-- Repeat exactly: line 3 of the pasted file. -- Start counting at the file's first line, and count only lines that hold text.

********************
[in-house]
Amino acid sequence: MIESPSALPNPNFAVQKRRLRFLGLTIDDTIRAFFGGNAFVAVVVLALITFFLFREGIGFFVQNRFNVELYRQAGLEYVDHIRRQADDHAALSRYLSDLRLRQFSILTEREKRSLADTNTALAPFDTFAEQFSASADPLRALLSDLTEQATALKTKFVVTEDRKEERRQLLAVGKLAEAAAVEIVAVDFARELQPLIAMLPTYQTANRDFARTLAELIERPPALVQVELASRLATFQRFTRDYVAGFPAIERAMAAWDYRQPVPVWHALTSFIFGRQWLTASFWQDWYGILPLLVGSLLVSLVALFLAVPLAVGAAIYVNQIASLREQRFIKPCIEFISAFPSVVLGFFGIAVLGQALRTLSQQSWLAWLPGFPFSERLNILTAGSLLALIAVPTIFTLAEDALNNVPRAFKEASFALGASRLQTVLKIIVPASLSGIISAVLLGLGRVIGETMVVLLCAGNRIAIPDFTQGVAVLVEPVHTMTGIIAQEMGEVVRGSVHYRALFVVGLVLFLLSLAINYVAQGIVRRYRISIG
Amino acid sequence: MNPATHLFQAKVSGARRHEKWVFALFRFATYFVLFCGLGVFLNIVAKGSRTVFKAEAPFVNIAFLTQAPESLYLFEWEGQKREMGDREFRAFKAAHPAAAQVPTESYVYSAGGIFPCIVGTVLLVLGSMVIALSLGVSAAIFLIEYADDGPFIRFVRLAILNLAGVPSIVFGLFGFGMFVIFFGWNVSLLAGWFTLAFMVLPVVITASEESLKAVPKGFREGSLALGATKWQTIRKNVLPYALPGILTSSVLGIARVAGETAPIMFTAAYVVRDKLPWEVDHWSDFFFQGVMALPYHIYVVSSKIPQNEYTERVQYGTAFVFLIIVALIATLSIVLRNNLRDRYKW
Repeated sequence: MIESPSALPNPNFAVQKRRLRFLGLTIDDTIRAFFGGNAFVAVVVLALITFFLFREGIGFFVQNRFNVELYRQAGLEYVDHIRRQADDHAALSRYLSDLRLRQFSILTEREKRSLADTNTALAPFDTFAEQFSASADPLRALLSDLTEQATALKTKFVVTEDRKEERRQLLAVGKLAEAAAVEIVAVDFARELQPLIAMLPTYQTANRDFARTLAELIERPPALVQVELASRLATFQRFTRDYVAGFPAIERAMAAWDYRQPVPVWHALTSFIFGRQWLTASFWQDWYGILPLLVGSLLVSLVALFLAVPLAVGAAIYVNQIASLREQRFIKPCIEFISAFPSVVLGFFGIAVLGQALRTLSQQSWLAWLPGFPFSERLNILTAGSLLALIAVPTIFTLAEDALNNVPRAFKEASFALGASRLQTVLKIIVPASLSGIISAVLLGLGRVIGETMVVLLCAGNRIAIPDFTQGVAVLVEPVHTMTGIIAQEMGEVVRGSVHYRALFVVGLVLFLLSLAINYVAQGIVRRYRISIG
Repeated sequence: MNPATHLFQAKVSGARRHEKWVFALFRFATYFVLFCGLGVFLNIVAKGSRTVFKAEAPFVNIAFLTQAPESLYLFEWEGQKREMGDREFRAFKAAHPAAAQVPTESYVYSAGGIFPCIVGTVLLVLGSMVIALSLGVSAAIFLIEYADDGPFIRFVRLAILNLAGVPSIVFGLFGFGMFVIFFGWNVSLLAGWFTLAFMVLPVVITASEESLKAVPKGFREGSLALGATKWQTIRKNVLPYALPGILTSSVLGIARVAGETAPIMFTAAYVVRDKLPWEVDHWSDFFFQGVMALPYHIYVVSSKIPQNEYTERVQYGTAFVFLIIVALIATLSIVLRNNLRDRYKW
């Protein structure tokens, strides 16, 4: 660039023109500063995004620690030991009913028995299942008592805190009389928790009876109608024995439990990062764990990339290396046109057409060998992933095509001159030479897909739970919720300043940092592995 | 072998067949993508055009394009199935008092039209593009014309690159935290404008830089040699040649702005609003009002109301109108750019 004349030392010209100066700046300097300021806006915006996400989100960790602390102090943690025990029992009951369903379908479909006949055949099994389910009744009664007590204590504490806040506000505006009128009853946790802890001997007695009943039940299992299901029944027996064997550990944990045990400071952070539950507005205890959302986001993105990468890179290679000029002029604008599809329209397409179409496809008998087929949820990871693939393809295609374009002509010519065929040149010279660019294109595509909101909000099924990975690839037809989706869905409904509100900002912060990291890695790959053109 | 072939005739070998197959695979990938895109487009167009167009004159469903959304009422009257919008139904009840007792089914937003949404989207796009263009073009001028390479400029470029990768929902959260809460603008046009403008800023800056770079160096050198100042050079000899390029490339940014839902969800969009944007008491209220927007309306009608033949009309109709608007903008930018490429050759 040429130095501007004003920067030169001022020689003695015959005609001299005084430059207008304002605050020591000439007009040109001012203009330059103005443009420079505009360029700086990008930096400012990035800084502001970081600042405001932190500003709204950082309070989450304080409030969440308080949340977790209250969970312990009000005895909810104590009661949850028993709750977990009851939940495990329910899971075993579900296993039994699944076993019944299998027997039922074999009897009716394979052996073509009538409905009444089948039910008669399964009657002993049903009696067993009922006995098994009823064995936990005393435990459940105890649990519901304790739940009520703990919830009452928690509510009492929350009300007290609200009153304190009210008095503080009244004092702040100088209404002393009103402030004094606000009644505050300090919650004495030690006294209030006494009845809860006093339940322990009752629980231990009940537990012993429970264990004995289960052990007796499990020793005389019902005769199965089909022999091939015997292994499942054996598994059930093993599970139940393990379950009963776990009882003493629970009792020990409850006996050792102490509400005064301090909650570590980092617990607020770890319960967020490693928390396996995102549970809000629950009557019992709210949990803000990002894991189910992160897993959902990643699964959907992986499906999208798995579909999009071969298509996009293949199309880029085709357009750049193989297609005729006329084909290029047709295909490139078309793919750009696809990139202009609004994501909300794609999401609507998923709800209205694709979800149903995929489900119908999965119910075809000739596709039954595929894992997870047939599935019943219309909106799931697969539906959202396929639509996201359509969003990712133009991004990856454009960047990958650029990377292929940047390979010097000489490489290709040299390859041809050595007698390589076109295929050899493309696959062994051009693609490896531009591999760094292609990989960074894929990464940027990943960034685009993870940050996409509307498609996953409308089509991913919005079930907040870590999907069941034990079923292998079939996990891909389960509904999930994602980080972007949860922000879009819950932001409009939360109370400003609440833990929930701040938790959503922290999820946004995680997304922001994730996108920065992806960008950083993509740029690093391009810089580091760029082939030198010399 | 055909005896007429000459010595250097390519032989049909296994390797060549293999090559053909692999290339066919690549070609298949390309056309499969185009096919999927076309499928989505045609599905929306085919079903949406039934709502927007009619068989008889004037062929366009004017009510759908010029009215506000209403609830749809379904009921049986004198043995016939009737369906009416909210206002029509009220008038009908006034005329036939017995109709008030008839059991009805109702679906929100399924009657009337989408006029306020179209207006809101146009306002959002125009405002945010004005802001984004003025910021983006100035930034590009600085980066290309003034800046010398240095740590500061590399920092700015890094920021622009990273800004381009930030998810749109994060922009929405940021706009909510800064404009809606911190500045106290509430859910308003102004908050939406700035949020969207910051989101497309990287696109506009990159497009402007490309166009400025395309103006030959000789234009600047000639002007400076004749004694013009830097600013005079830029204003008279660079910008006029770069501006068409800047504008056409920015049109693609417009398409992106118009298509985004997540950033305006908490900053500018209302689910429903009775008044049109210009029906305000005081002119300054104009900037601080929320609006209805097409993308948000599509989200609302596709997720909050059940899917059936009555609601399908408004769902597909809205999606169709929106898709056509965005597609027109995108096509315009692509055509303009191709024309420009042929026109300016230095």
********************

Amino acid sequence: MNPATHLFQAKVSGARRHEKWVFALFRFATYFVLFCGLGVFLNIVAKGSRTVFKAEAPFVNIAFLTQAPESLYLFEWEGQKREMGDREFRAFKAAHPAAAQVPTESYVYSAGGIFPCIVGTVLLVLGSMVIALSLGVSAAIFLIEYADDGPFIRFVRLAILNLAGVPSIVFGLFGFGMFVIFFGWNVSLLAGWFTLAFMVLPVVITASEESLKAVPKGFREGSLALGATKWQTIRKNVLPYALPGILTSSVLGIARVAGETAPIMFTAAYVVRDKLPWEVDHWSDFFFQGVMALPYHIYVVSSKIPQNEYTERVQYGTAFVFLIIVALIATLSIVLRNNLRDRYKW